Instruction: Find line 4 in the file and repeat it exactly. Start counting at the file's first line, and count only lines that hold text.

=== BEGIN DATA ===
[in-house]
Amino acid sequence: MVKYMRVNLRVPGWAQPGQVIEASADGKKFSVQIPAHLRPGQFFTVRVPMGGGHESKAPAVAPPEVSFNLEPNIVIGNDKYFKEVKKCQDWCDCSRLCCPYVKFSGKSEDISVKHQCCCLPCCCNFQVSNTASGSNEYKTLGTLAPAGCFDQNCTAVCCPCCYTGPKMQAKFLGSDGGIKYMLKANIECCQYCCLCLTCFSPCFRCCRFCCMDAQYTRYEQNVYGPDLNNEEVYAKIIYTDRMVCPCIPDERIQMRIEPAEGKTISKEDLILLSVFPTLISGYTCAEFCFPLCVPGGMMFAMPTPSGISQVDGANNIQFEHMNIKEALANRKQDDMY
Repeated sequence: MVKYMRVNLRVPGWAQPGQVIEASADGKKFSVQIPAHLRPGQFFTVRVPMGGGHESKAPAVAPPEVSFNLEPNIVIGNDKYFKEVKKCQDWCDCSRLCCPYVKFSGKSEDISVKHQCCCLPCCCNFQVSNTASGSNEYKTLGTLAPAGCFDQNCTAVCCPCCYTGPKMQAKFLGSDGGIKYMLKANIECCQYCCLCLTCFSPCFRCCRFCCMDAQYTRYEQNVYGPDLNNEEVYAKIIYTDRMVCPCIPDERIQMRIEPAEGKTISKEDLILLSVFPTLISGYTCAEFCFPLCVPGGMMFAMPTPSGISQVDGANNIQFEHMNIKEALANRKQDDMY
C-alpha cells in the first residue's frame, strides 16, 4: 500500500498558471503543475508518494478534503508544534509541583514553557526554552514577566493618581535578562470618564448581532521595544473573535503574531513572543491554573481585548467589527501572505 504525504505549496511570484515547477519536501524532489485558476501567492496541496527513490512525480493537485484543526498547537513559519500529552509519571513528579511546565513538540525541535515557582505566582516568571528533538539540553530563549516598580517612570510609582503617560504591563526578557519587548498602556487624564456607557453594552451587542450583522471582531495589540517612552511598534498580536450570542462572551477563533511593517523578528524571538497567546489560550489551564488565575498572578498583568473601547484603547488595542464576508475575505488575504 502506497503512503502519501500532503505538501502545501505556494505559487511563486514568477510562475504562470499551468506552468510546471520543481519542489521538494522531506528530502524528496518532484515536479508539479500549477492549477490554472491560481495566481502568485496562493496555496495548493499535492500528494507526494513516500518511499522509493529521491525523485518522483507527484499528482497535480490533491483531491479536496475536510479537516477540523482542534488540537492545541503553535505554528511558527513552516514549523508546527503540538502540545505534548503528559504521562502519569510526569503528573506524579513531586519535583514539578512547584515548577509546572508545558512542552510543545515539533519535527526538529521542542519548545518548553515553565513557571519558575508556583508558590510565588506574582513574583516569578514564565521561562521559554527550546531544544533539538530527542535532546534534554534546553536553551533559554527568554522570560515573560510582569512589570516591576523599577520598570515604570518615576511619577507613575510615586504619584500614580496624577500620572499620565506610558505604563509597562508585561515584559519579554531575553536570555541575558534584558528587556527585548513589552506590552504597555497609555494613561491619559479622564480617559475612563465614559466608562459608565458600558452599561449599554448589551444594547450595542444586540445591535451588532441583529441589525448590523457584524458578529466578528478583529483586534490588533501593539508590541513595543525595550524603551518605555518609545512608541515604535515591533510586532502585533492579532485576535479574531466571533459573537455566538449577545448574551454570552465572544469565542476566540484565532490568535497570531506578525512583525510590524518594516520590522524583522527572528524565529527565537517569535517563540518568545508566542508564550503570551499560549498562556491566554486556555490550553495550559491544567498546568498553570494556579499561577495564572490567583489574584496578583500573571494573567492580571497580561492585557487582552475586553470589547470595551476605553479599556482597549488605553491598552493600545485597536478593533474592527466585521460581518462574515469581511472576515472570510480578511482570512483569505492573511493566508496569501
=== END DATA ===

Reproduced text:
C-alpha cells in the first residue's frame, strides 16, 4: 500500500498558471503543475508518494478534503508544534509541583514553557526554552514577566493618581535578562470618564448581532521595544473573535503574531513572543491554573481585548467589527501572505 504525504505549496511570484515547477519536501524532489485558476501567492496541496527513490512525480493537485484543526498547537513559519500529552509519571513528579511546565513538540525541535515557582505566582516568571528533538539540553530563549516598580517612570510609582503617560504591563526578557519587548498602556487624564456607557453594552451587542450583522471582531495589540517612552511598534498580536450570542462572551477563533511593517523578528524571538497567546489560550489551564488565575498572578498583568473601547484603547488595542464576508475575505488575504 502506497503512503502519501500532503505538501502545501505556494505559487511563486514568477510562475504562470499551468506552468510546471520543481519542489521538494522531506528530502524528496518532484515536479508539479500549477492549477490554472491560481495566481502568485496562493496555496495548493499535492500528494507526494513516500518511499522509493529521491525523485518522483507527484499528482497535480490533491483531491479536496475536510479537516477540523482542534488540537492545541503553535505554528511558527513552516514549523508546527503540538502540545505534548503528559504521562502519569510526569503528573506524579513531586519535583514539578512547584515548577509546572508545558512542552510543545515539533519535527526538529521542542519548545518548553515553565513557571519558575508556583508558590510565588506574582513574583516569578514564565521561562521559554527550546531544544533539538530527542535532546534534554534546553536553551533559554527568554522570560515573560510582569512589570516591576523599577520598570515604570518615576511619577507613575510615586504619584500614580496624577500620572499620565506610558505604563509597562508585561515584559519579554531575553536570555541575558534584558528587556527585548513589552506590552504597555497609555494613561491619559479622564480617559475612563465614559466608562459608565458600558452599561449599554448589551444594547450595542444586540445591535451588532441583529441589525448590523457584524458578529466578528478583529483586534490588533501593539508590541513595543525595550524603551518605555518609545512608541515604535515591533510586532502585533492579532485576535479574531466571533459573537455566538449577545448574551454570552465572544469565542476566540484565532490568535497570531506578525512583525510590524518594516520590522524583522527572528524565529527565537517569535517563540518568545508566542508564550503570551499560549498562556491566554486556555490550553495550559491544567498546568498553570494556579499561577495564572490567583489574584496578583500573571494573567492580571497580561492585557487582552475586553470589547470595551476605553479599556482597549488605553491598552493600545485597536478593533474592527466585521460581518462574515469581511472576515472570510480578511482570512483569505492573511493566508496569501